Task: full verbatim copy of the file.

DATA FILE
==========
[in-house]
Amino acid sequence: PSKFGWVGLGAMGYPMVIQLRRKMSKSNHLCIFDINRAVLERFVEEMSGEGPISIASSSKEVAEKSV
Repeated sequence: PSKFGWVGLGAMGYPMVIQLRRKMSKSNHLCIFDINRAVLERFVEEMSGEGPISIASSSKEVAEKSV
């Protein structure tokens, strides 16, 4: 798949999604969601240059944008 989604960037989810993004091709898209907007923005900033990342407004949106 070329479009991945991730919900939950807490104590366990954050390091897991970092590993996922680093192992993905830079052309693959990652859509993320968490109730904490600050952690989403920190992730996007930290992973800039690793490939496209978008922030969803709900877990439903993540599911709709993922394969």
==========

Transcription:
[in-house]
Amino acid sequence: PSKFGWVGLGAMGYPMVIQLRRKMSKSNHLCIFDINRAVLERFVEEMSGEGPISIASSSKEVAEKSV
Repeated sequence: PSKFGWVGLGAMGYPMVIQLRRKMSKSNHLCIFDINRAVLERFVEEMSGEGPISIASSSKEVAEKSV
């Protein structure tokens, strides 16, 4: 798949999604969601240059944008 989604960037989810993004091709898209907007923005900033990342407004949106 070329479009991945991730919900939950807490104590366990954050390091897991970092590993996922680093192992993905830079052309693959990652859509993320968490109730904490600050952690989403920190992730996007930290992973800039690793490939496209978008922030969803709900877990439903993540599911709709993922394969």